Entering another Contest

So one of my friends suggested I enter this contest. It’s sponsered by the Guide to Literary Agents. All that’s required is entering your first 150-200 words. If you win an agent critiques your first ten pages and you get a subscription to Writer’s Digest.
If any of you write paranormal romance or urban fantasy, click the link and enter!

I’ll let you know how it goes.

On rejection

Okay, so here’s the thing….rejection sucks.

What’s that? You were expecting some big eloquent blog post about the trials and tribulations of rejection in the writer’s life? Yeah, sorry. Not going to happen. Mainly because despite the multitude of resources, blogs, writer’s handbooks, etc with all their differing takes on the subject, they all boil down to the fact that rejection sucks.

See, even though my idea was enough to get me a request for a partial from a prestigious agent and a full from an editor with Kensington books, one form rejection on a query makes me doubt everything. And why should it? I mean Kensington freaking books wants to read my manuscript people! This is huge. Over the moon outstanding even.

But until I actually have an agent, I will keep querying. I will keep putting myself out there and taking the risk. And I will keep getting rejected. Okay, maybe not. Maybe today’s lightning fast rejection (it came back in less than 12 hours) was a fluke. Maybe everyone else will read my query and think it sounds awesome and ask for multitudes of pages. Maybe.

And part of me knows that the rejections that come after pages are read, after a full has been requested and rejected will be so much harder. I mean, how can they not like this thing that I poured a year of my life into? How dare they tell me it’s not for them? Then I’ll look back over it and think “oh, my god. This is horrible. How could I write such crap?” And my friends will smack me on the back of the head and tell me to get over it, because I rock, my book rocks, and my main character can kick your ass on any given day of the week.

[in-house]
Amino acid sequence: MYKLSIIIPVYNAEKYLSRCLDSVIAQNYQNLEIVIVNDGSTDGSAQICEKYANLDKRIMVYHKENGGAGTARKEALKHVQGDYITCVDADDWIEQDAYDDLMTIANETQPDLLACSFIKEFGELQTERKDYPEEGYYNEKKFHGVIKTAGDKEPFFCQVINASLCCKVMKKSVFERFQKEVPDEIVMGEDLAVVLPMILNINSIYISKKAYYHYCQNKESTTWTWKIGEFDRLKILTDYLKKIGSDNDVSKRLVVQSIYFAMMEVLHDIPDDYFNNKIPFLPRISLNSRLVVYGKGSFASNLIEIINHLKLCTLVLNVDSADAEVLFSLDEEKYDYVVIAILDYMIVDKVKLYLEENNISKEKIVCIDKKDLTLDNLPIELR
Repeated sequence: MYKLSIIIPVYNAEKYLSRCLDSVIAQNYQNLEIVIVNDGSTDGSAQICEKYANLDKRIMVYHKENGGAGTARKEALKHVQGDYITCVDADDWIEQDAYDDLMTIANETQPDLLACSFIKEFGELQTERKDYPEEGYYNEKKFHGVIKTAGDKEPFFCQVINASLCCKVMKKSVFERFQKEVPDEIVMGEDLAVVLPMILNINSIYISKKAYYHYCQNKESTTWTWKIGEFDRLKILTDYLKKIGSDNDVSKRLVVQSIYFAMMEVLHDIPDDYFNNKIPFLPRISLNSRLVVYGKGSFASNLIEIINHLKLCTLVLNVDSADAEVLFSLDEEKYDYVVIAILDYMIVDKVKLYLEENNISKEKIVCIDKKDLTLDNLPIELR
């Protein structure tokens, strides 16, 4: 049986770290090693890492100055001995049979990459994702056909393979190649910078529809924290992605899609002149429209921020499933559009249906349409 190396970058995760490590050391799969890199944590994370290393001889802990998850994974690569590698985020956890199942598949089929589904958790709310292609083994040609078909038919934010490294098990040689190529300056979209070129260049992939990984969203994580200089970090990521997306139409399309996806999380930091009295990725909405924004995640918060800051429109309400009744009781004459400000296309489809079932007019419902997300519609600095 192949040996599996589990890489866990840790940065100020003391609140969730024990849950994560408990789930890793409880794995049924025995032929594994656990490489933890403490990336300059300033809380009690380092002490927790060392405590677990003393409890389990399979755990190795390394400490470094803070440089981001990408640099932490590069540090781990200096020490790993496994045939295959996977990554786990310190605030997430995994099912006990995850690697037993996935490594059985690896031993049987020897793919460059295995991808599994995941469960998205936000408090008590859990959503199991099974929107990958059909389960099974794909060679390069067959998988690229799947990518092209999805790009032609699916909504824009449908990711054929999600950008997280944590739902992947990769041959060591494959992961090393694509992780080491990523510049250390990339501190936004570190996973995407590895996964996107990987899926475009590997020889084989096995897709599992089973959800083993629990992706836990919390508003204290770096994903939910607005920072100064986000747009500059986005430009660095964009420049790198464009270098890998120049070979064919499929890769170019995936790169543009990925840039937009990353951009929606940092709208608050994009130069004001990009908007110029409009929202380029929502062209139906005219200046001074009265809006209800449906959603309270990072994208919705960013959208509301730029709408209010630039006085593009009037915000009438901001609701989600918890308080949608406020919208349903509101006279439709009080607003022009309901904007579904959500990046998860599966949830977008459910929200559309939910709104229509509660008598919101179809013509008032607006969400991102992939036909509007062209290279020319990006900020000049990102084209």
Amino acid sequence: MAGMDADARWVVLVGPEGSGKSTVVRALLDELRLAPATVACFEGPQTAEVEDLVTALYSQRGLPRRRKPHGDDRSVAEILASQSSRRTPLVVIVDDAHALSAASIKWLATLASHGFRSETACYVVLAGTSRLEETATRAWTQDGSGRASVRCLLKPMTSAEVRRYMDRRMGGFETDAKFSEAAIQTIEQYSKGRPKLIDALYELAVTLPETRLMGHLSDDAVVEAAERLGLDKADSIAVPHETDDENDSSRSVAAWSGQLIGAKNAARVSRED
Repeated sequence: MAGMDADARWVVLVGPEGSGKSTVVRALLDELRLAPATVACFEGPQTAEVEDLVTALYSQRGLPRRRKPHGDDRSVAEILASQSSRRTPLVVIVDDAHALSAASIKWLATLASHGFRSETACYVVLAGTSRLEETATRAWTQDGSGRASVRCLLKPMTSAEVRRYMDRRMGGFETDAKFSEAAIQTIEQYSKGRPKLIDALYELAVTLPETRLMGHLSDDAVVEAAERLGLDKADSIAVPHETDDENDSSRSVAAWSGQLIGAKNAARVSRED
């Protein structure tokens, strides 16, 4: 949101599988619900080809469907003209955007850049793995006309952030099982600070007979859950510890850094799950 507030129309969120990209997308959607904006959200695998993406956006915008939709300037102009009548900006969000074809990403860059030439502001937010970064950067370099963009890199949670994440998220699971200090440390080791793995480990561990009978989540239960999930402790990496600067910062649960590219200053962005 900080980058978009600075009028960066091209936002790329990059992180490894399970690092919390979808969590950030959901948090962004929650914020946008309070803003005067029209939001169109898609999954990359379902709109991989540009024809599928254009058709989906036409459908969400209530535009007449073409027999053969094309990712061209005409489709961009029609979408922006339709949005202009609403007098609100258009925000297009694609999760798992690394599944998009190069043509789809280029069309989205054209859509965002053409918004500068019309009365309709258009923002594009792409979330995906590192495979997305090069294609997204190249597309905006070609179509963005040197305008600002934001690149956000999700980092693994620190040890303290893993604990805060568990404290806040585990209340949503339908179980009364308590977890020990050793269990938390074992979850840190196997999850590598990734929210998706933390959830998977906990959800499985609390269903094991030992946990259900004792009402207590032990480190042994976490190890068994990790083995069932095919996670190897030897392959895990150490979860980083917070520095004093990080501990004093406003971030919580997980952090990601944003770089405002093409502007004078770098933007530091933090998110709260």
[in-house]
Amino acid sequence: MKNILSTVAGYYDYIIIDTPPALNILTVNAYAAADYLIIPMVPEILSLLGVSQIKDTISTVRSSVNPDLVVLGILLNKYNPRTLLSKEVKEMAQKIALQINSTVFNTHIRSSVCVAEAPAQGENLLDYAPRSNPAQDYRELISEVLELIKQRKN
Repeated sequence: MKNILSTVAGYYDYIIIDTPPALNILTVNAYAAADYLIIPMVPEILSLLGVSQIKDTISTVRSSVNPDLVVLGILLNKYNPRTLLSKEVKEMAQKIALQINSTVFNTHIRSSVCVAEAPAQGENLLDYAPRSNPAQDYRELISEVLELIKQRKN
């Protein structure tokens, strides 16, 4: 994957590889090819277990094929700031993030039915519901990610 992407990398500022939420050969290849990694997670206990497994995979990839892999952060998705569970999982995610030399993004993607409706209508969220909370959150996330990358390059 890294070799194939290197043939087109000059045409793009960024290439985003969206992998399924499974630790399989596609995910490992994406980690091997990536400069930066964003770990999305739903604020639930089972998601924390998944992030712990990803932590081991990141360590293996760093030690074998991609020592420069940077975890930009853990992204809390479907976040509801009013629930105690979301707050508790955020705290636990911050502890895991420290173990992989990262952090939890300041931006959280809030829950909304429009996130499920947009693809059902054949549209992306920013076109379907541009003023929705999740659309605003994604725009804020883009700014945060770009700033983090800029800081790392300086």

You see that little niggling thread of doubt that has woven its way through this post? That is why rejection sucks. Writers doubt themselves constantly. We agonize, we analyze. And no matter how many people tell you what you do is awesome, that one rejection from someone who probably skimmed your letter and said, no kick ass heroines for me today, will always make you wonder if you can do this.

I know I can, and I’m not going to quit trying even if every query and all the pages I have out right now come back saying ‘not for me.’ So I guess you got the long post you were after even if it’s not very eloquent. But it still all boils down to…Rejection sucks.

This writing thing

I write constantly. I mean you might think I’m looking up information in the computer at work or shopping for groceries, but really I’m writing. My brain is always processing information, storing it away to be used later. I don’t even get a break when I’m sleeping. I keep a database of book ideas to refer to later, I’d say roughly 75% of those came from dreams.

Yeah, I have odd dreams. I actually had a friend who told me once that it wasn’t what I wrote that bothered her, it was the fact it was in my head before I wrote it. What can I say. She had a point.